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The purpose of this exercise is to write a program that recognize all the words derived from this grammar. The time complexity of this program must be O(n) hence i must be able to derive a regular expression from the grammar

$S\rightarrow ASA\mid A$
$A\rightarrow aAa\mid aAab\mid bA\mid\epsilon$

By intuition I guessed that this grammar generates words in the form of $\left \{ a^ia^jb^*a^jb^ja^i \right \}^*$ and, correct me if I'm wrong, this doesn't seems like a regular language.

My problem with this type of exercise (I've tried a lot like this) is that there is no automatic way to find the regular expression from the grammar even if it generates indeed a regular language. Any advice on how to proceed on exercises like this?

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marked as duplicate by D.W., Luke Mathieson, Juho, David Richerby, vonbrand Jul 8 '15 at 23:13

This question has been asked before and already has an answer. If those answers do not fully address your question, please ask a new question.

  • $\begingroup$ 1. You asked an extremely similar question just 10 hours ago: cs.stackexchange.com/q/44161/755. Please don't re-post the same question (and have some patience; it sometimes take a little while for people to see your question and answer it). 2. If you want to ask in general rather than about this specific grammar, then this is already covered by our reference questions. Please take the time to search on this site and in standard resources before asking here, and show us what research you've done in the question. $\endgroup$ – D.W. Jul 6 '15 at 3:06
  • $\begingroup$ Well if I didn't ask this question I would be still thinking I was right and that would be bad going forward. Instead thanks to Mr Decker now I have learn something isn't this the purpose of this site? The other question is quite different (and in fact the answer present another methodology non quite applicable here). $\endgroup$ – Crysis85 Jul 6 '15 at 7:34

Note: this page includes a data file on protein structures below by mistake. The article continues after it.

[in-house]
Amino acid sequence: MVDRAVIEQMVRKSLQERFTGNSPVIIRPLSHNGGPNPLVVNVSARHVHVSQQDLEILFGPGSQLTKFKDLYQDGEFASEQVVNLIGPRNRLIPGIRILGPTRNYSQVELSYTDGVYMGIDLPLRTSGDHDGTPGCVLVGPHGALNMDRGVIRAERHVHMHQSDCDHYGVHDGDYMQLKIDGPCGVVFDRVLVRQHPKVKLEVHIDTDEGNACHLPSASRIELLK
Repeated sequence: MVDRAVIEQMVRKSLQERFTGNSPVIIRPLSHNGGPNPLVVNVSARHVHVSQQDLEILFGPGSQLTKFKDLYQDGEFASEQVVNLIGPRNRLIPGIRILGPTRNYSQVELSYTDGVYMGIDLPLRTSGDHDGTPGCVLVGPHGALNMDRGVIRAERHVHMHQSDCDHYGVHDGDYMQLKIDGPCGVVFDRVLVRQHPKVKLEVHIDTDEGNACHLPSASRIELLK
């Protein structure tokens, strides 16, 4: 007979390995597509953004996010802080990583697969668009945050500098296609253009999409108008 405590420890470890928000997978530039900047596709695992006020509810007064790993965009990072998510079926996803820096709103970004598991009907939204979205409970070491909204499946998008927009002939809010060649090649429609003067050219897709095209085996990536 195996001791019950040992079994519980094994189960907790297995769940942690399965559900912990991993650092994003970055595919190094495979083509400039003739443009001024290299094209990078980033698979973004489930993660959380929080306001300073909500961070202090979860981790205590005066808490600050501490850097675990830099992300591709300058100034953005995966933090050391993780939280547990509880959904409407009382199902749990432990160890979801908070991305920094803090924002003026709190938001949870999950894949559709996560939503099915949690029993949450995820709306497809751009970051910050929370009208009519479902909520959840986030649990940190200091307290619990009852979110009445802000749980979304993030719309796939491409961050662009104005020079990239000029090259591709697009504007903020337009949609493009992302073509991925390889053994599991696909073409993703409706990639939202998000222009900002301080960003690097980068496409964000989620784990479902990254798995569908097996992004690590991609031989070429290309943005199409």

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Denote your grammar by $G$ and let $$ M=\{w\in\{a,b\}^*\mid |w|_a\equiv 0\pmod 2\} $$ where $|w|_a$ is the number of $a$s in $w$. In other words, $M$ is the set of all strings of $a$s and $b$s with an even number of $a$s. We claim $L(G)=M$.

First, it is clear that any word in $L(G)$ must have an even number of $a$s, so $L(G)\subseteq M$. All we now have to do is show $M\subseteq L(G)$, in other words, that every string in $M$ can be generated by $G$. We'll show this by induction on the number, $n$, of $a$s in a word.

If $n=0$, we can generate strings consisting only of $i\ge 0\ b$s by one of two derivations: $$\begin{align} S &\Rightarrow A\Rightarrow \epsilon \\ S &\Rightarrow A\Rightarrow bA\stackrel{*}{\Rightarrow} b^i \end{align}$$ So we can generate all strings with no $a$s.

If $n=2$, any string in $M$ with exactly two $a$s must have the form $b^iab^jab^k$ with $i, j, k\ge 0$. Write such a string as $(b^i)(ab^ja)(b^k)$. We've seen that we can generate the $b^i$ and $b^k$ portions from $A$. We can also generate the $ab^ja$ part from $A$: $$ A\Rightarrow aAa\stackrel{*}{\Rightarrow} ab^ja $$ so we can generate $b^iab^jab^k$ by $$ S\Rightarrow ASA\Rightarrow AAA\stackrel{*}{\Rightarrow} b^iAA\stackrel{*}{\Rightarrow}b^iab^jaA\stackrel{*}{\Rightarrow}b^iab^jab^k $$ and it's clear that we can continue this process for even $n>2$, simply by starting with the requisite number of $A$s. In short, we've shown that any word in $M$ can be generated by the grammar $G$, and this, combined with the first part, shows that $L(G)=M$.

Of course, $M$ is regular, if for no other reason than it is denoted by the regular expression $(ab^*a+b)^*$. Also, it would also be easy to construct a finite automaton for $L$ as well.

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